2. This is an interesting article about how some Mormon mommy blogs have a huge followings of single, career oriented, non-religious, childless, feminist, urban 20-30 year-old women readers. I have to admit I was pretty irritated by the author's stereotypes and assumptions about Mormon women. Her article reminded me of Jules Verne description of Mormon women in "Around the World in 80 days" and Mark Twain's description in "Roughing it". It seems like all through our history people have been confused and fascinated by Mormons... and that we've always been hopelessly misunderstood. I hope one day we can dispel all the myths.
3. I think my little girl might have a milk allergy but I'm not sure. I looked up the symptoms and she seems to fit most of them--- she has a constant runny, always has loose stools, throws up often, etc. Has anyone else ever dealt with a child with a milk allergy? How could you tell they had it and how did you manage it? It seems really overwhelming to me but it would be nice if she could start feeling better.
4. I've been re-reading Dante's Inferno. I can't believe that when I read it in college I thought it was dull and slow moving. This time I am devouring it. It would be the coolest thing in the world to do a haunted house that was all based off the levels of Hell Dante describes. You could have the visitors move through them -- each one getting more awful and awful-- and then you could have the angels of redemption at the end. It would be a haunted house with an uplifting message, imagine that. Maybe when my kids are older I might have to undertake this!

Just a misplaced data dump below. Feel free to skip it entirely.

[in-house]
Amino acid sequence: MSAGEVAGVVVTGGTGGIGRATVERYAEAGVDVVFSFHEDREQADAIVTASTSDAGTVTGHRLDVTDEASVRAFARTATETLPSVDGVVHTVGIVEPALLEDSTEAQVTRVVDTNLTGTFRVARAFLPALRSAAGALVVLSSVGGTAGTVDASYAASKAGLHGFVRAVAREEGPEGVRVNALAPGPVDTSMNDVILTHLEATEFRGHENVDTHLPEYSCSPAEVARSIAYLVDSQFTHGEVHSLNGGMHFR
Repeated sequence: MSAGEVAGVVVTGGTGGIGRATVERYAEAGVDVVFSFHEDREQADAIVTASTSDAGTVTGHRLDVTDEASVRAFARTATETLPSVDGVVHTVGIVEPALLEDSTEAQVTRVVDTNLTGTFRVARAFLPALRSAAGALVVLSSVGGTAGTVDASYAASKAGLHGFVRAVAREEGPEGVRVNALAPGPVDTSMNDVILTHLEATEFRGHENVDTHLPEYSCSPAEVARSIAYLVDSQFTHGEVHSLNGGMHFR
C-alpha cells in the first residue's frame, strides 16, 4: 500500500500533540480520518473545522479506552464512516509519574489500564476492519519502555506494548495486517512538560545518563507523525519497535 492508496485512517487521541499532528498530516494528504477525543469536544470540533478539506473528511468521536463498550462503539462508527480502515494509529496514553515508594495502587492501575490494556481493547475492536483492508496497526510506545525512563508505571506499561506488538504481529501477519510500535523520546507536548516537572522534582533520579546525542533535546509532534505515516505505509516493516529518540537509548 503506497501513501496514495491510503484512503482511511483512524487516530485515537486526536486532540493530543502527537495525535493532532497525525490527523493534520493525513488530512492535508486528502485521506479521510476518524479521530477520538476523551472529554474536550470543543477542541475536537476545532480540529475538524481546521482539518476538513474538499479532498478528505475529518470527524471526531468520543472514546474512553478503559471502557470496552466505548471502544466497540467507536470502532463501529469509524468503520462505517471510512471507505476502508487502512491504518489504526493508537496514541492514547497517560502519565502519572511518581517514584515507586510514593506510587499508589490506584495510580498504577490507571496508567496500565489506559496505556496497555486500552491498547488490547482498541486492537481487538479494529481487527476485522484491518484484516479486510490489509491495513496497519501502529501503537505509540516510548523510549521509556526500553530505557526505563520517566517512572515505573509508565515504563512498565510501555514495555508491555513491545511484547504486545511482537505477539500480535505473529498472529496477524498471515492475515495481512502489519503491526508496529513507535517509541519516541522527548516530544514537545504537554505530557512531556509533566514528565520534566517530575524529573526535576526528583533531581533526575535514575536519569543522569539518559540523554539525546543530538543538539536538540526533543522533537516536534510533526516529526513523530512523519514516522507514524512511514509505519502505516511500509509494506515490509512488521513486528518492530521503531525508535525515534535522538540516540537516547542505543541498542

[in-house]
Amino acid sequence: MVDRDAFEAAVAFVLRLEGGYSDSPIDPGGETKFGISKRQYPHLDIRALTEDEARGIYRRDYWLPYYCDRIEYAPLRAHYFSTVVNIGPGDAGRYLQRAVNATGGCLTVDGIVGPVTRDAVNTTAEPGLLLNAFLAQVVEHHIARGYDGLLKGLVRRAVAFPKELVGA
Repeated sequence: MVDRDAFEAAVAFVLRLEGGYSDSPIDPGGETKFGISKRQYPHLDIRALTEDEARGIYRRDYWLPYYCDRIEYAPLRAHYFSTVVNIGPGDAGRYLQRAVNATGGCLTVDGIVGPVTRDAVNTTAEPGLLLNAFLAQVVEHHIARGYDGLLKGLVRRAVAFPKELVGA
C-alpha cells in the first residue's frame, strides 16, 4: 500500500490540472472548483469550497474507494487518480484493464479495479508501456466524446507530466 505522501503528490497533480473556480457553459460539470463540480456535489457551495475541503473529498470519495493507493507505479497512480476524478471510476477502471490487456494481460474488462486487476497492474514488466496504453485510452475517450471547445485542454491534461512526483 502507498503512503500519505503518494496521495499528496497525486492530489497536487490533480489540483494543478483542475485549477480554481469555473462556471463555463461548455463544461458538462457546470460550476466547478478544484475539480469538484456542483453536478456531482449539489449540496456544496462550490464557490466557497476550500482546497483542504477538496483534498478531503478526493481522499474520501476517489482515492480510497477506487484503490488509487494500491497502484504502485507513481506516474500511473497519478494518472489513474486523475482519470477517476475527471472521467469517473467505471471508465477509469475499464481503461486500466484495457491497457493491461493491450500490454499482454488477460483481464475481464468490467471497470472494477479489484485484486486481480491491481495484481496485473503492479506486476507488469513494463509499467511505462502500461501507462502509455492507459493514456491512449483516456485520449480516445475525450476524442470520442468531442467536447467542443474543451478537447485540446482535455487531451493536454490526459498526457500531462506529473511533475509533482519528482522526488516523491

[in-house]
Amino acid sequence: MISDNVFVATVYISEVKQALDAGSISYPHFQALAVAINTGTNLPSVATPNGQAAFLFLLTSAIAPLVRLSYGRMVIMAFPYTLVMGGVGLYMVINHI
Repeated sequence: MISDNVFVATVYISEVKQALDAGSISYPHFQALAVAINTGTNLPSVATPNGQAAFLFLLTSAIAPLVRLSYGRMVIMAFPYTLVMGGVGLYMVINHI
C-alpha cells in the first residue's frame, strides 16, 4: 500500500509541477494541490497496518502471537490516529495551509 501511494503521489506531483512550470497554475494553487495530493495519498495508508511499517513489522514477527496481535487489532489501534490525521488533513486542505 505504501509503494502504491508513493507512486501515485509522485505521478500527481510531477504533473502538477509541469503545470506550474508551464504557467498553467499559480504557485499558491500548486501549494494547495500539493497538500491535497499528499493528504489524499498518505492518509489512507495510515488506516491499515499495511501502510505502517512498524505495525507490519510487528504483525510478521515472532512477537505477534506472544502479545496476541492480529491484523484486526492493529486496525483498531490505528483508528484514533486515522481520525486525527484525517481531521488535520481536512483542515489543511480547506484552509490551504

5. I have a guest post this week on The Gift of Giving Life blog (the official blog for our book) all about the Relief Society's Legacy of Maternal Care. In my research on early LDS birth practices I found a lot of fascinating history about the Relief Society's involvement in maternal and child health. Here is a little teaser to get to you to go over and read the whole thing.
"In October Conference 1921 Relief Society President Clarissa Williams announced a plan “to establish a maternity home in Salt Lake as a sort of experiment, and later, if this is successful, to extend the work by establishing similar homes in various centers.” She wanted “to encourage motherhood and to make it possible for women in child-birth to have good care at reasonable rates.”Go here to read the rest.
...In addition to the “birth centers” and the “maternity chests” Relief Society sisters also participated in a variety of public health events, conferences and campaigns to increase the number of breastfeeding mothers, to educate women on the proper ways to clean baby bottles, hand washing, and proper infant care. In 1924, Johns Wells of the Presiding Bishopric credited the Relief Society for a decreased death rate among LDS children under the age of five—500 lives saved in one year. Historian Thomas G. Alexander also stated that, “Cooperation between the Relief Society and public agencies produced in Utah the greatest reduction in the maternal death and infant mortality rates in the nation. By 1931 Utah ranked with five other states in the lowest group.”